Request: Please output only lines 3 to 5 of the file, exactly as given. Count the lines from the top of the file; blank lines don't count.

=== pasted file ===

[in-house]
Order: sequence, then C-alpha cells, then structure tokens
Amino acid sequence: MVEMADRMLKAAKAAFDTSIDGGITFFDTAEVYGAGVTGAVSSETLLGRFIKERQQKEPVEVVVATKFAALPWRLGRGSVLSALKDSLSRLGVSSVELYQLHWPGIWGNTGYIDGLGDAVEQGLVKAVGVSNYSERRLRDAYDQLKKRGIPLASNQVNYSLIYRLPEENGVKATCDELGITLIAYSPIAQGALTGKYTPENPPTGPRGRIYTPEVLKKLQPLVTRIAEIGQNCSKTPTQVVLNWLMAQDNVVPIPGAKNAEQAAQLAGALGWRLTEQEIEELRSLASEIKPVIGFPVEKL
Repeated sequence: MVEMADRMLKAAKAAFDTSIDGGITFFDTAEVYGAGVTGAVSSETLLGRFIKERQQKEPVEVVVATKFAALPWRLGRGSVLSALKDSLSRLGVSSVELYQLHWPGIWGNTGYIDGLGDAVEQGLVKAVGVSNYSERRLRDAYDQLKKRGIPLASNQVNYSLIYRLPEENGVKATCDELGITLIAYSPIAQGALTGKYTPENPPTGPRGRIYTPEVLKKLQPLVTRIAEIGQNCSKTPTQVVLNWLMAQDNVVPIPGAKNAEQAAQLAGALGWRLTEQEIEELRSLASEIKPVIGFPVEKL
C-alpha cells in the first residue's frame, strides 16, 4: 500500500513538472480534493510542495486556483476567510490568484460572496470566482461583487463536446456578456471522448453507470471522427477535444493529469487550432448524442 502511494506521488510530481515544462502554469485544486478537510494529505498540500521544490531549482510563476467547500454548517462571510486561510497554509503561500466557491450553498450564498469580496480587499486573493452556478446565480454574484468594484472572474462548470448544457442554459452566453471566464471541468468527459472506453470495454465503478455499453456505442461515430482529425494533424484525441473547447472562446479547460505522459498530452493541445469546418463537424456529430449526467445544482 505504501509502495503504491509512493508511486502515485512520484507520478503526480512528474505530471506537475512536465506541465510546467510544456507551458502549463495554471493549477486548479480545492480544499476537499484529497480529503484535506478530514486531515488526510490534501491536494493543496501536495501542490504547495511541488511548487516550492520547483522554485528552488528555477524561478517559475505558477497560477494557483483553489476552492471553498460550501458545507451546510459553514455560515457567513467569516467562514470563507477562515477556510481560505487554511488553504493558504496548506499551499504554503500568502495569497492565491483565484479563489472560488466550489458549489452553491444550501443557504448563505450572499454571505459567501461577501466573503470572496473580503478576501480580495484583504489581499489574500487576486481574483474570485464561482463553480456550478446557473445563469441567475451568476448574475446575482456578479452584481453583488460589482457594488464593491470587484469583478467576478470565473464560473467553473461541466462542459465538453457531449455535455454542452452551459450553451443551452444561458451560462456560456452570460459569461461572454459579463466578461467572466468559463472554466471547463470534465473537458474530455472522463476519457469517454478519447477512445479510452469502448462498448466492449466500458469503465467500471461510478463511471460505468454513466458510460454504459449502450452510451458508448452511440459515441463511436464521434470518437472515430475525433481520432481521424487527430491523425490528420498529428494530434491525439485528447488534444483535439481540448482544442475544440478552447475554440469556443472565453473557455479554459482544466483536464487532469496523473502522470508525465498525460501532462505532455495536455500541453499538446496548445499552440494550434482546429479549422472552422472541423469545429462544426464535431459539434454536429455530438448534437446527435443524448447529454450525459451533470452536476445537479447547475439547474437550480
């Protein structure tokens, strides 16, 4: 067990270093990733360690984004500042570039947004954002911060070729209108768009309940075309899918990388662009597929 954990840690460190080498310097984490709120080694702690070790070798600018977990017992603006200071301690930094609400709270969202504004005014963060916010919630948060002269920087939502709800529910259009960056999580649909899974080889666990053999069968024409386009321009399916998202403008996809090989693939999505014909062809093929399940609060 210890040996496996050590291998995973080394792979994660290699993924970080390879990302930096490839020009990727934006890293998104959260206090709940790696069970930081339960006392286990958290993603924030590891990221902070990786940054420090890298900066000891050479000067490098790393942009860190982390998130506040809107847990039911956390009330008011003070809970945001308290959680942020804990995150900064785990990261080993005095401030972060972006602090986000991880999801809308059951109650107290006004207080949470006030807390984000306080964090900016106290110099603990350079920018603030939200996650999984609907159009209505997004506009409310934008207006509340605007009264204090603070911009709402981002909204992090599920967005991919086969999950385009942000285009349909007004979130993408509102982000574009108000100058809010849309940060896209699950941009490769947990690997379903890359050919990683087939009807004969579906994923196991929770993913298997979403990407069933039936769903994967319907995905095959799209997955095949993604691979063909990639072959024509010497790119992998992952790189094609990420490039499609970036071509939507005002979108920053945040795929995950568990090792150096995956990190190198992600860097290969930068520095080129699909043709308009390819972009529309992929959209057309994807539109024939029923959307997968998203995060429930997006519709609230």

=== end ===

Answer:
Amino acid sequence: MVEMADRMLKAAKAAFDTSIDGGITFFDTAEVYGAGVTGAVSSETLLGRFIKERQQKEPVEVVVATKFAALPWRLGRGSVLSALKDSLSRLGVSSVELYQLHWPGIWGNTGYIDGLGDAVEQGLVKAVGVSNYSERRLRDAYDQLKKRGIPLASNQVNYSLIYRLPEENGVKATCDELGITLIAYSPIAQGALTGKYTPENPPTGPRGRIYTPEVLKKLQPLVTRIAEIGQNCSKTPTQVVLNWLMAQDNVVPIPGAKNAEQAAQLAGALGWRLTEQEIEELRSLASEIKPVIGFPVEKL
Repeated sequence: MVEMADRMLKAAKAAFDTSIDGGITFFDTAEVYGAGVTGAVSSETLLGRFIKERQQKEPVEVVVATKFAALPWRLGRGSVLSALKDSLSRLGVSSVELYQLHWPGIWGNTGYIDGLGDAVEQGLVKAVGVSNYSERRLRDAYDQLKKRGIPLASNQVNYSLIYRLPEENGVKATCDELGITLIAYSPIAQGALTGKYTPENPPTGPRGRIYTPEVLKKLQPLVTRIAEIGQNCSKTPTQVVLNWLMAQDNVVPIPGAKNAEQAAQLAGALGWRLTEQEIEELRSLASEIKPVIGFPVEKL
C-alpha cells in the first residue's frame, strides 16, 4: 500500500513538472480534493510542495486556483476567510490568484460572496470566482461583487463536446456578456471522448453507470471522427477535444493529469487550432448524442 502511494506521488510530481515544462502554469485544486478537510494529505498540500521544490531549482510563476467547500454548517462571510486561510497554509503561500466557491450553498450564498469580496480587499486573493452556478446565480454574484468594484472572474462548470448544457442554459452566453471566464471541468468527459472506453470495454465503478455499453456505442461515430482529425494533424484525441473547447472562446479547460505522459498530452493541445469546418463537424456529430449526467445544482 505504501509502495503504491509512493508511486502515485512520484507520478503526480512528474505530471506537475512536465506541465510546467510544456507551458502549463495554471493549477486548479480545492480544499476537499484529497480529503484535506478530514486531515488526510490534501491536494493543496501536495501542490504547495511541488511548487516550492520547483522554485528552488528555477524561478517559475505558477497560477494557483483553489476552492471553498460550501458545507451546510459553514455560515457567513467569516467562514470563507477562515477556510481560505487554511488553504493558504496548506499551499504554503500568502495569497492565491483565484479563489472560488466550489458549489452553491444550501443557504448563505450572499454571505459567501461577501466573503470572496473580503478576501480580495484583504489581499489574500487576486481574483474570485464561482463553480456550478446557473445563469441567475451568476448574475446575482456578479452584481453583488460589482457594488464593491470587484469583478467576478470565473464560473467553473461541466462542459465538453457531449455535455454542452452551459450553451443551452444561458451560462456560456452570460459569461461572454459579463466578461467572466468559463472554466471547463470534465473537458474530455472522463476519457469517454478519447477512445479510452469502448462498448466492449466500458469503465467500471461510478463511471460505468454513466458510460454504459449502450452510451458508448452511440459515441463511436464521434470518437472515430475525433481520432481521424487527430491523425490528420498529428494530434491525439485528447488534444483535439481540448482544442475544440478552447475554440469556443472565453473557455479554459482544466483536464487532469496523473502522470508525465498525460501532462505532455495536455500541453499538446496548445499552440494550434482546429479549422472552422472541423469545429462544426464535431459539434454536429455530438448534437446527435443524448447529454450525459451533470452536476445537479447547475439547474437550480